Perhaps the most notorious episode involved the theft of 120 pounds of cocaine and 398 pounds of heroin from the police property clerk’s office, a portion of which had been seized in the case that was made famous in “The French Connection,” the 1971 movie.
Years later, the police discovered that on six occasions from 1969 to 1972, someone had used a version of a detective’s name and badge number to check the drugs out of storage. The bags that took their place contained a mixture of flour and cornstarch. The theft was discovered when swarms of red beetles ate through the bags.
Though the amount of the drugs that disappeared last year is not known, officials said none of the cases that day involved big seizures, and certainly nothing approaching the scale of the French Connection case. And those who have been involved in the investigation say that honest error — rather than theft — could provide the most reasonable explanation.
At least once a day, police couriers travel to every precinct to collect sealed evidence bags that contain suspected narcotics. As the evidence is handed from one officer to the next, the chain of custody is documented in evidence vouchers.
Then the evidence bags are bundled into larger bags — similar to plastic garbage bags — and taken by the courier to the laboratory, generally late at night. There, the bags are logged by officers and stored in the Evidence Control Section until the contents are removed for analysis.
This was the procedure that should have been followed on Oct. 20, 2006, when one officer arrived with all the apparent narcotics seized in Brooklyn.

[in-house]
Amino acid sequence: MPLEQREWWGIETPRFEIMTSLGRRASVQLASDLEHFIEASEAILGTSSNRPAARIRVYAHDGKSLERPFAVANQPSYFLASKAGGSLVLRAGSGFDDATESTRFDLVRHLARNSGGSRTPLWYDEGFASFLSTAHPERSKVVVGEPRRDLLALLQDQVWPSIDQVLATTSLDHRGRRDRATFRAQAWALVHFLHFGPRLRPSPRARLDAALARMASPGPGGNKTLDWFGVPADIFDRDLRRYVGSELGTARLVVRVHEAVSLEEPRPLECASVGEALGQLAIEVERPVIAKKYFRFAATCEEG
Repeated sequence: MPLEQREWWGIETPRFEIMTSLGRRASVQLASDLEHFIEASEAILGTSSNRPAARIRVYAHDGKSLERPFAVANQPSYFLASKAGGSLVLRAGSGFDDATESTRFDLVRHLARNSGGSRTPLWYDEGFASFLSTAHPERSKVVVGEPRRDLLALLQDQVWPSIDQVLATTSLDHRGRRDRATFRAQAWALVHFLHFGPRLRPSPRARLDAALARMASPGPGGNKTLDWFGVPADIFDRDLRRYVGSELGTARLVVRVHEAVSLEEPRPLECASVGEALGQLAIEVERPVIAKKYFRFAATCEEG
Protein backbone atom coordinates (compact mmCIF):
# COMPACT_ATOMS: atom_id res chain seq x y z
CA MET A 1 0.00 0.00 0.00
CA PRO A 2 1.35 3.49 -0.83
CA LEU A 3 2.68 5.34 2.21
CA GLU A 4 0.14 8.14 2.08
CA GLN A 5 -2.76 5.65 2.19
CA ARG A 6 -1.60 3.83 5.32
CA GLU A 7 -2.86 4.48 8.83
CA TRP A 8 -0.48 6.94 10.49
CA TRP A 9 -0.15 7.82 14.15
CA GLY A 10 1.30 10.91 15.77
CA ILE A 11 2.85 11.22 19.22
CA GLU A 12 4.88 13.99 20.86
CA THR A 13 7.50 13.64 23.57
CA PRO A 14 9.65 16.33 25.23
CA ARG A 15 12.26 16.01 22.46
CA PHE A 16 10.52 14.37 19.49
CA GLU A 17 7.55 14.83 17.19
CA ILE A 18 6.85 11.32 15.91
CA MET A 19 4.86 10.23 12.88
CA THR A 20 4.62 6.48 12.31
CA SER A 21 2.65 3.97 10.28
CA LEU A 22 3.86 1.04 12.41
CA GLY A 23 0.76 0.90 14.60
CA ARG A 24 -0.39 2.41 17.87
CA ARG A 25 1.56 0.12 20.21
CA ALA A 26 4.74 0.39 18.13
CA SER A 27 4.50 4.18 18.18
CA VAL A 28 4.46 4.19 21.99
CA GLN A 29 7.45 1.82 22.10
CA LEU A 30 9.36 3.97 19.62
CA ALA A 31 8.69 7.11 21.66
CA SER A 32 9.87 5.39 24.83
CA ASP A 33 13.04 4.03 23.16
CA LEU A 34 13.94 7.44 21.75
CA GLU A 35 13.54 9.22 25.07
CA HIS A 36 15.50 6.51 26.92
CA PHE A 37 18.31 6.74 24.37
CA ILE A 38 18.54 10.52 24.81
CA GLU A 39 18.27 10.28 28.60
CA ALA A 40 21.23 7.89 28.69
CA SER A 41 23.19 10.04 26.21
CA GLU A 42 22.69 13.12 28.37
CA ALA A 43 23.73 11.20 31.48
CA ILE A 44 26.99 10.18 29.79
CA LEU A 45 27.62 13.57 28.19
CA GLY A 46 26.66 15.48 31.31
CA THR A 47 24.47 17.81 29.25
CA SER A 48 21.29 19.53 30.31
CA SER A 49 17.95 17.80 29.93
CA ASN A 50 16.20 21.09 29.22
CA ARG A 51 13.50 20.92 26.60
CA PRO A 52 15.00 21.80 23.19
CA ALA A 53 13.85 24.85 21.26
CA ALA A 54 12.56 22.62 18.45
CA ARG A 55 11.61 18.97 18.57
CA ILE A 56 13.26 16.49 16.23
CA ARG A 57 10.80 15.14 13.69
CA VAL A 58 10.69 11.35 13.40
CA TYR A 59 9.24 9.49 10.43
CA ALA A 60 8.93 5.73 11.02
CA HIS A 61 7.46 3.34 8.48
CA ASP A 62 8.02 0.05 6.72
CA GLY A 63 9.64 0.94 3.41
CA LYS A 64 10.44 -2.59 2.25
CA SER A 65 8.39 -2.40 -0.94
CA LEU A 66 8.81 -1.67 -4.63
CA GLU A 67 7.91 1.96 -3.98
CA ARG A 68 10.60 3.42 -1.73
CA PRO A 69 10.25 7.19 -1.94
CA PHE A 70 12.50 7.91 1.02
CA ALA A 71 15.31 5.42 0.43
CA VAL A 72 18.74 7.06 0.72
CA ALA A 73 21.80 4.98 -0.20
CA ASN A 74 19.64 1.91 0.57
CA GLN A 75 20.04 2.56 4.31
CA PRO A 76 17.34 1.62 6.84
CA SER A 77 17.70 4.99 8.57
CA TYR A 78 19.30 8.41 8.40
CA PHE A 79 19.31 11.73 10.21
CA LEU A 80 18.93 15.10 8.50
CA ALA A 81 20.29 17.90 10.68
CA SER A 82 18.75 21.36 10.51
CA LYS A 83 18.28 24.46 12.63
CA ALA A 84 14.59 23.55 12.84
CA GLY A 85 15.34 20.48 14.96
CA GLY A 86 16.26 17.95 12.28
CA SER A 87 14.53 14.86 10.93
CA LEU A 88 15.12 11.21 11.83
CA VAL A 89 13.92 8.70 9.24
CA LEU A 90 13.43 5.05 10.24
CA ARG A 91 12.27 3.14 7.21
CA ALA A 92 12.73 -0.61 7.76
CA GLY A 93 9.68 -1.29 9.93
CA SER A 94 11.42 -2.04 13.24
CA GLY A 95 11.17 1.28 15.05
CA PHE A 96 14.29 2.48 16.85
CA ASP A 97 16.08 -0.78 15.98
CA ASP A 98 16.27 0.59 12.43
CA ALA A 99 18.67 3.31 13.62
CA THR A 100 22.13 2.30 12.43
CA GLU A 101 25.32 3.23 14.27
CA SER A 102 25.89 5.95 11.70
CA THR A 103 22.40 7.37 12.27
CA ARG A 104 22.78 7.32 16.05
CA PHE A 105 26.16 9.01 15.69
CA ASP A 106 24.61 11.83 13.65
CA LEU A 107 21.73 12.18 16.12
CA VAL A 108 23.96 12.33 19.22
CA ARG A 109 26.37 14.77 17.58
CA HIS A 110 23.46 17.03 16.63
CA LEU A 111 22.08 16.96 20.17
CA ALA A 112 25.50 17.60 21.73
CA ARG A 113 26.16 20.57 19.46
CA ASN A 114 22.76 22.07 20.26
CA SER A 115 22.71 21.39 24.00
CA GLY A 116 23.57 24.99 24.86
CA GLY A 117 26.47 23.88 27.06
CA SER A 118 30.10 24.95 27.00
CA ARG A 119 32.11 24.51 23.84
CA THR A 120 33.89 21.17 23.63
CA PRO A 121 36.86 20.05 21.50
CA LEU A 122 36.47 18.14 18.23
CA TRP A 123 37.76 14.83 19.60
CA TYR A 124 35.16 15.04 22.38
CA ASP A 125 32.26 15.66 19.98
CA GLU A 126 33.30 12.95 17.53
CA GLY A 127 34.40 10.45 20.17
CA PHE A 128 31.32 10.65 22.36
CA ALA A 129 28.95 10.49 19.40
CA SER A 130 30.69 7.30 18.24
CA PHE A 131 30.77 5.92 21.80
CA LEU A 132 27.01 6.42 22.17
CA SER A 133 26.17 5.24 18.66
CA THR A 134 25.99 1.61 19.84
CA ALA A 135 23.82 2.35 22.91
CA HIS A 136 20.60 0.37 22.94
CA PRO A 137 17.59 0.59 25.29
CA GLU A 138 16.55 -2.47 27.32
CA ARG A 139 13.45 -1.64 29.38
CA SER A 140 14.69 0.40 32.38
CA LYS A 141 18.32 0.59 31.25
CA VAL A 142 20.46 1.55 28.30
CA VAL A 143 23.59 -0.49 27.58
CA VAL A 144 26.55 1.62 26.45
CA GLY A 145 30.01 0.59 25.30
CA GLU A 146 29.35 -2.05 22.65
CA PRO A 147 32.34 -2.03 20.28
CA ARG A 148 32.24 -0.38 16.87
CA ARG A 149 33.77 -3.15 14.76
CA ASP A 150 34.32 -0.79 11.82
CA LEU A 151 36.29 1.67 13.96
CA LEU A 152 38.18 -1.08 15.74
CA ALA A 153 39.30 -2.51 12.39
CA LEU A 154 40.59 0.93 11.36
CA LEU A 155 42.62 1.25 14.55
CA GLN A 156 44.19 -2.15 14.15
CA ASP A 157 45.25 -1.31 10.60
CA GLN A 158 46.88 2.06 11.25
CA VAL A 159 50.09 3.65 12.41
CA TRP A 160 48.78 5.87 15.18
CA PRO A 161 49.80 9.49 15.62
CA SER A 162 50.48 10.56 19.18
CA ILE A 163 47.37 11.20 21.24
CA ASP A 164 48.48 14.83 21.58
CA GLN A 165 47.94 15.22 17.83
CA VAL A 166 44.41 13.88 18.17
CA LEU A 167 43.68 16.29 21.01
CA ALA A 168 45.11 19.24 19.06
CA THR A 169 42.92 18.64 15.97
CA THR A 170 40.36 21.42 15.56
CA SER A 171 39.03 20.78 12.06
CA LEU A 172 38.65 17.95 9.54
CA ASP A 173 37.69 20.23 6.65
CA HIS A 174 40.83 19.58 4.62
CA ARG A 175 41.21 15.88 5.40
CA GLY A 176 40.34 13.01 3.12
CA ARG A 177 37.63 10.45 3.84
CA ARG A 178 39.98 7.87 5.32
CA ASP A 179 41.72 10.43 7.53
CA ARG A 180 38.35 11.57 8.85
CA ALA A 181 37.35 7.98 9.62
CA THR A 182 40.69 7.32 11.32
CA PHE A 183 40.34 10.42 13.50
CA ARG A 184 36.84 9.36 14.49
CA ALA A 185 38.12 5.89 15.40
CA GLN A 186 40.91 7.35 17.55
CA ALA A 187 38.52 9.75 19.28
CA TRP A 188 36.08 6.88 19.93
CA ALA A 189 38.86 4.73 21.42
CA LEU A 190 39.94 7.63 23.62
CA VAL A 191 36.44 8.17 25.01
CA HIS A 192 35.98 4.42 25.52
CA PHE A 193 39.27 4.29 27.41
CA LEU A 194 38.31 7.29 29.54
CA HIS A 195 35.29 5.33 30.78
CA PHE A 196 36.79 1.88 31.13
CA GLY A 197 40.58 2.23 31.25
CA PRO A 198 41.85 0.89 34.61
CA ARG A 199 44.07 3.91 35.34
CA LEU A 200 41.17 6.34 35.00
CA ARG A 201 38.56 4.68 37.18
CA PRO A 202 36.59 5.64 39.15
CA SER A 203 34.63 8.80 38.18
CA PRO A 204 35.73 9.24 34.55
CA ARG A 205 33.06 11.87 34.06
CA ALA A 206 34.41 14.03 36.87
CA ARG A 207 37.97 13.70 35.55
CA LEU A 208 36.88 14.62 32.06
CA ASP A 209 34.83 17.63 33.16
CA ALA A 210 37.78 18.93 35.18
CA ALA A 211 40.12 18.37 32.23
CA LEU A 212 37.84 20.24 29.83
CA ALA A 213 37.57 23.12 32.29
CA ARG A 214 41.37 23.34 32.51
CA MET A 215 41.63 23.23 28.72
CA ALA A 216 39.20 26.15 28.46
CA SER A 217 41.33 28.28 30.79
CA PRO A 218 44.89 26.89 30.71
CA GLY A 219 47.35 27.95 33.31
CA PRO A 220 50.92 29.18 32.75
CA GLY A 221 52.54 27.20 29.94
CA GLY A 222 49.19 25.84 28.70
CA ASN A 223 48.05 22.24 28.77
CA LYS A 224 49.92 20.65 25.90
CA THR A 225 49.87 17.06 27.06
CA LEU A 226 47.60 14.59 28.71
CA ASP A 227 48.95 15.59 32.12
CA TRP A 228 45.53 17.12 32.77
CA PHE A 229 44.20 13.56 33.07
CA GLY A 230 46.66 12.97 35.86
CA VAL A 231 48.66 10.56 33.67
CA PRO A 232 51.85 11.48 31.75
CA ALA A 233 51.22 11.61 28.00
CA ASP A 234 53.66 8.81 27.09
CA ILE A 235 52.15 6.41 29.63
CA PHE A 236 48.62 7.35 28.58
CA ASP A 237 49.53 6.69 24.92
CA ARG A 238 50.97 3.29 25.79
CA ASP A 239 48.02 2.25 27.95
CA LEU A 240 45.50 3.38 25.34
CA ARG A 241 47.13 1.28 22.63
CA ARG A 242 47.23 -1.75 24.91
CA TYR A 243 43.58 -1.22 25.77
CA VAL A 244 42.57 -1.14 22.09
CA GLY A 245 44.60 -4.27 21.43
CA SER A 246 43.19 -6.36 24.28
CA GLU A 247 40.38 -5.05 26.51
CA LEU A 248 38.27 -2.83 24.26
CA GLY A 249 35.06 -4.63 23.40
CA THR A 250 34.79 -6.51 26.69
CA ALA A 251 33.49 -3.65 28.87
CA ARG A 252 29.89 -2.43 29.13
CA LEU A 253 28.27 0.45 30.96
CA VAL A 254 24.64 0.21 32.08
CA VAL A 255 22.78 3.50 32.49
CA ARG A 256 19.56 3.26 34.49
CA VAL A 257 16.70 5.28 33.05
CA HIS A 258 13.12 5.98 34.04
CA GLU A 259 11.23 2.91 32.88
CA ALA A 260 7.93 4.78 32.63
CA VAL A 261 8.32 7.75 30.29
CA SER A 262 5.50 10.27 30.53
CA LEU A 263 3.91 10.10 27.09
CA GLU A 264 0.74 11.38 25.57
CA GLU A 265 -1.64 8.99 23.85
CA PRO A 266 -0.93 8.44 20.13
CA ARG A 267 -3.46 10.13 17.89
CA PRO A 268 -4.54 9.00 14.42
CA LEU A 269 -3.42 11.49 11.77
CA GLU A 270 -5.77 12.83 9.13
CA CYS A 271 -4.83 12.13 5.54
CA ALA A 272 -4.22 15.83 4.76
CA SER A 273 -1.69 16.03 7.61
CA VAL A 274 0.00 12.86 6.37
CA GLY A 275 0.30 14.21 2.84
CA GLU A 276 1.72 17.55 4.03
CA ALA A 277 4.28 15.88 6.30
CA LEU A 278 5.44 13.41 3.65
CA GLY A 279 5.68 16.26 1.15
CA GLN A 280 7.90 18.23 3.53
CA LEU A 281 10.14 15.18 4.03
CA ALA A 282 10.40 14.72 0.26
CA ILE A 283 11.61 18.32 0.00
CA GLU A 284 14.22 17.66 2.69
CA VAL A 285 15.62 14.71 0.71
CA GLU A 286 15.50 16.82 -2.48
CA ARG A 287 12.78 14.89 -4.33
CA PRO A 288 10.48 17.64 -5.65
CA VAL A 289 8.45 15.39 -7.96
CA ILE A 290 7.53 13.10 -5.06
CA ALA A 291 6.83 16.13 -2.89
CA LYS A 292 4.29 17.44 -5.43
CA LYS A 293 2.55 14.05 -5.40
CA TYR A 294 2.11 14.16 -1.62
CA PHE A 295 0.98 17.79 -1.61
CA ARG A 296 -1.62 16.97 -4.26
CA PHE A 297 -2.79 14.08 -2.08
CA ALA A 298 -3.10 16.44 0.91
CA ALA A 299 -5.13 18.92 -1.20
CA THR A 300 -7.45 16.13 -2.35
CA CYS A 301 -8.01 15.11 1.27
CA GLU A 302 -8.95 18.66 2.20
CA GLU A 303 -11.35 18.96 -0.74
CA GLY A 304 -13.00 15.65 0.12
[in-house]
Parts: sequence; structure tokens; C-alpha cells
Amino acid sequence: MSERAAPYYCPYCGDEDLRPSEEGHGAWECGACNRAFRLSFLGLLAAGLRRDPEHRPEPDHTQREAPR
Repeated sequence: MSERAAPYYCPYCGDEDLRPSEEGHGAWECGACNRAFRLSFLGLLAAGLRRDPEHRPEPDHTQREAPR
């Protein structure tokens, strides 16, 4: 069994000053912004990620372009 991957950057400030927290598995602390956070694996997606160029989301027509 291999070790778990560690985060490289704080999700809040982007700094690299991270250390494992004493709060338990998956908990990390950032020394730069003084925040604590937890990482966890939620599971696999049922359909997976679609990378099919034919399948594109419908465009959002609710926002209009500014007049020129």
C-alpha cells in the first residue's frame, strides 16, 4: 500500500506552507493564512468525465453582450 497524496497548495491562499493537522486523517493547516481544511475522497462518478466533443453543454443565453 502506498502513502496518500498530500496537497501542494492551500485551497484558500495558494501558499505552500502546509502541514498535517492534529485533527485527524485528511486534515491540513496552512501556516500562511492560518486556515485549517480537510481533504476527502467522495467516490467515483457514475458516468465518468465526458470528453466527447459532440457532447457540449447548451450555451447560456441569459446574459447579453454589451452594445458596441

“The messenger had no receipt proving that the evidence had been submitted to the laboratory,” Dr. Pizzola wrote in his April 27 letter, which was addressed to Ralph Keaton, the executive director of the American Society of Crime Laboratory Directors/ Laboratory Accreditation Board. The text was read to The New York Times by a law enforcement official involved in the inquiry.
DESPITE the lack of paperwork, officials say that they are virtually certain that the police messenger did take several large bags of evidence to the laboratory. It is not clear how this was established; the officials, who spoke on the condition that they not be identified because of the continuing investigation, would not say if the laboratory has video recordings of those who come and go.
What happened next remains a mystery. There is no record that the drugs, including what seemed to be marijuana, cocaine and heroin, collected on Oct. 20, 2006, were ever logged into the Evidence Control Section. It appears certain that they never were checked out by any of the 100 scientists in the lab.
In his letter, Dr. Pizzola said he had been told by investigators with the department’s Internal Affairs Bureau that, “In their opinion, the laboratory’s Evidence Control Section was responsible for the loss of 43 cases of narcotic evidence.”
He summed up the episode with a question: “Was it a criminal act by a member of the laboratory, or an accidental loss of the evidence by mistaking the bundle as trash, or another error?”